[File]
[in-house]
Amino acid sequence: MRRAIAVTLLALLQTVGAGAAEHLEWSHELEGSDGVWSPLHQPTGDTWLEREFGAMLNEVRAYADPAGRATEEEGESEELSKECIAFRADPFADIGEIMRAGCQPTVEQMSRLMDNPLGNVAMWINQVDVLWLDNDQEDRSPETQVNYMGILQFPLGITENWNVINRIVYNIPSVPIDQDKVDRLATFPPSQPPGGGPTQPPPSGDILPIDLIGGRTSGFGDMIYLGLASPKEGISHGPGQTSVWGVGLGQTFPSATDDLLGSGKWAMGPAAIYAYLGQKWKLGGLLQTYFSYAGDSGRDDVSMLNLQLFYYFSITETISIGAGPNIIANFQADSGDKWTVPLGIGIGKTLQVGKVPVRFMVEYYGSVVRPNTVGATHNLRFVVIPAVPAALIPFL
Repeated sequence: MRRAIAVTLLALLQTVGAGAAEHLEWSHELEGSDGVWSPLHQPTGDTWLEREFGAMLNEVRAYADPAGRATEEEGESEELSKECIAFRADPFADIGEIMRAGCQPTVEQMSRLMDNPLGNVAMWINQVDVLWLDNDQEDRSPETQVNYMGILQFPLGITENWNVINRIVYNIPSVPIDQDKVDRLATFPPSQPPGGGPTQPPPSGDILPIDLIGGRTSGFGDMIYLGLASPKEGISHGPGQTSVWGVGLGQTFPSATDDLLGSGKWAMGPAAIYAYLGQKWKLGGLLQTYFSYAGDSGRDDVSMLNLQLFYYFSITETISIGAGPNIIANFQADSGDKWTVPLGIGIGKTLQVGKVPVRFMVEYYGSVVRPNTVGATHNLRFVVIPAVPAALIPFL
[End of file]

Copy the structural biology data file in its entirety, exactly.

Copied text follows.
[in-house]
Amino acid sequence: MRRAIAVTLLALLQTVGAGAAEHLEWSHELEGSDGVWSPLHQPTGDTWLEREFGAMLNEVRAYADPAGRATEEEGESEELSKECIAFRADPFADIGEIMRAGCQPTVEQMSRLMDNPLGNVAMWINQVDVLWLDNDQEDRSPETQVNYMGILQFPLGITENWNVINRIVYNIPSVPIDQDKVDRLATFPPSQPPGGGPTQPPPSGDILPIDLIGGRTSGFGDMIYLGLASPKEGISHGPGQTSVWGVGLGQTFPSATDDLLGSGKWAMGPAAIYAYLGQKWKLGGLLQTYFSYAGDSGRDDVSMLNLQLFYYFSITETISIGAGPNIIANFQADSGDKWTVPLGIGIGKTLQVGKVPVRFMVEYYGSVVRPNTVGATHNLRFVVIPAVPAALIPFL
Repeated sequence: MRRAIAVTLLALLQTVGAGAAEHLEWSHELEGSDGVWSPLHQPTGDTWLEREFGAMLNEVRAYADPAGRATEEEGESEELSKECIAFRADPFADIGEIMRAGCQPTVEQMSRLMDNPLGNVAMWINQVDVLWLDNDQEDRSPETQVNYMGILQFPLGITENWNVINRIVYNIPSVPIDQDKVDRLATFPPSQPPGGGPTQPPPSGDILPIDLIGGRTSGFGDMIYLGLASPKEGISHGPGQTSVWGVGLGQTFPSATDDLLGSGKWAMGPAAIYAYLGQKWKLGGLLQTYFSYAGDSGRDDVSMLNLQLFYYFSITETISIGAGPNIIANFQADSGDKWTVPLGIGIGKTLQVGKVPVRFMVEYYGSVVRPNTVGATHNLRFVVIPAVPAALIPFL